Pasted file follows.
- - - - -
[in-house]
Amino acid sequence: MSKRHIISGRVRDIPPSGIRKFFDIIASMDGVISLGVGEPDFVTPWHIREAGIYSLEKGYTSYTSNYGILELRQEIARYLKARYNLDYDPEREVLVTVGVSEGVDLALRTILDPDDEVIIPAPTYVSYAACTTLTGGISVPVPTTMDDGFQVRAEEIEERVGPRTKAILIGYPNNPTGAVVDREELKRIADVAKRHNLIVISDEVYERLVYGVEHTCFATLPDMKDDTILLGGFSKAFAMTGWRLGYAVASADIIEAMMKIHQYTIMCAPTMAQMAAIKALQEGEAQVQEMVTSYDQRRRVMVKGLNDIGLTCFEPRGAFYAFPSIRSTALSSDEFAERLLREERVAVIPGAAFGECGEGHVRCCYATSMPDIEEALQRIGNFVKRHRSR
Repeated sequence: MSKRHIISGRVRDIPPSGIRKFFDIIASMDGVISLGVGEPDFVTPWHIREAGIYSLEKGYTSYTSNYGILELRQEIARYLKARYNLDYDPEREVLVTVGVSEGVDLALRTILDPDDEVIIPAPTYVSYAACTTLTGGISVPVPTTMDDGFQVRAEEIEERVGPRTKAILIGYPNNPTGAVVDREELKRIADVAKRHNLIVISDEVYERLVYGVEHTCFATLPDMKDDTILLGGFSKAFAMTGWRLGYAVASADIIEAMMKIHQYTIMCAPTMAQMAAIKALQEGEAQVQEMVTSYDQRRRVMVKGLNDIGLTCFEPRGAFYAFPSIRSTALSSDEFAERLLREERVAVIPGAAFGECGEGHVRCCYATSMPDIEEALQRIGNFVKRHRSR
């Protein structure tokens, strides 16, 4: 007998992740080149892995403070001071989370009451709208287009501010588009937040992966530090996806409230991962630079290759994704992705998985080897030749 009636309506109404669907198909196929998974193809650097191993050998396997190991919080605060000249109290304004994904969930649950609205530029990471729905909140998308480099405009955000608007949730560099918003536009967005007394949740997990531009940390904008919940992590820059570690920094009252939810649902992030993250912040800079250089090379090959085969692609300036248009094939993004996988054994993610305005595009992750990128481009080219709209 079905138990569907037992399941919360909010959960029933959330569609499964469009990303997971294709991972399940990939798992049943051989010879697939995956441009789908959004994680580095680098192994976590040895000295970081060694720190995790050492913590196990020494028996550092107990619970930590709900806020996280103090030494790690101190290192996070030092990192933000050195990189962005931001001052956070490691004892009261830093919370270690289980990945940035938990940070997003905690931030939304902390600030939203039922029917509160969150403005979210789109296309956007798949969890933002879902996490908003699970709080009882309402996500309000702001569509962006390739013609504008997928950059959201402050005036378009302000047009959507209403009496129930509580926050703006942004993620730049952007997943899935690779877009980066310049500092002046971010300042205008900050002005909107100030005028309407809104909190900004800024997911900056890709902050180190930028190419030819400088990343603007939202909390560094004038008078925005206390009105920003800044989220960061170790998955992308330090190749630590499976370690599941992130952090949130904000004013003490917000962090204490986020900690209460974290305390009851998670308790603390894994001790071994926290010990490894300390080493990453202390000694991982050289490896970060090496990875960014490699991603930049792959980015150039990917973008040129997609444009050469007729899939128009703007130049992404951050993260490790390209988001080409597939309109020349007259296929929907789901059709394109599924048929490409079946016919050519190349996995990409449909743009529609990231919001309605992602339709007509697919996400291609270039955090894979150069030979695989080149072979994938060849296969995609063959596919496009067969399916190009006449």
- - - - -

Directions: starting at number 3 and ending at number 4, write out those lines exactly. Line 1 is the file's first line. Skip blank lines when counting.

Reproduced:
Repeated sequence: MSKRHIISGRVRDIPPSGIRKFFDIIASMDGVISLGVGEPDFVTPWHIREAGIYSLEKGYTSYTSNYGILELRQEIARYLKARYNLDYDPEREVLVTVGVSEGVDLALRTILDPDDEVIIPAPTYVSYAACTTLTGGISVPVPTTMDDGFQVRAEEIEERVGPRTKAILIGYPNNPTGAVVDREELKRIADVAKRHNLIVISDEVYERLVYGVEHTCFATLPDMKDDTILLGGFSKAFAMTGWRLGYAVASADIIEAMMKIHQYTIMCAPTMAQMAAIKALQEGEAQVQEMVTSYDQRRRVMVKGLNDIGLTCFEPRGAFYAFPSIRSTALSSDEFAERLLREERVAVIPGAAFGECGEGHVRCCYATSMPDIEEALQRIGNFVKRHRSR
């Protein structure tokens, strides 16, 4: 007998992740080149892995403070001071989370009451709208287009501010588009937040992966530090996806409230991962630079290759994704992705998985080897030749 009636309506109404669907198909196929998974193809650097191993050998396997190991919080605060000249109290304004994904969930649950609205530029990471729905909140998308480099405009955000608007949730560099918003536009967005007394949740997990531009940390904008919940992590820059570690920094009252939810649902992030993250912040800079250089090379090959085969692609300036248009094939993004996988054994993610305005595009992750990128481009080219709209 079905138990569907037992399941919360909010959960029933959330569609499964469009990303997971294709991972399940990939798992049943051989010879697939995956441009789908959004994680580095680098192994976590040895000295970081060694720190995790050492913590196990020494028996550092107990619970930590709900806020996280103090030494790690101190290192996070030092990192933000050195990189962005931001001052956070490691004892009261830093919370270690289980990945940035938990940070997003905690931030939304902390600030939203039922029917509160969150403005979210789109296309956007798949969890933002879902996490908003699970709080009882309402996500309000702001569509962006390739013609504008997928950059959201402050005036378009302000047009959507209403009496129930509580926050703006942004993620730049952007997943899935690779877009980066310049500092002046971010300042205008900050002005909107100030005028309407809104909190900004800024997911900056890709902050180190930028190419030819400088990343603007939202909390560094004038008078925005206390009105920003800044989220960061170790998955992308330090190749630590499976370690599941992130952090949130904000004013003490917000962090204490986020900690209460974290305390009851998670308790603390894994001790071994926290010990490894300390080493990453202390000694991982050289490896970060090496990875960014490699991603930049792959980015150039990917973008040129997609444009050469007729899939128009703007130049992404951050993260490790390209988001080409597939309109020349007259296929929907789901059709394109599924048929490409079946016919050519190349996995990409449909743009529609990231919001309605992602339709007509697919996400291609270039955090894979150069030979695989080149072979994938060849296969995609063959596919496009067969399916190009006449």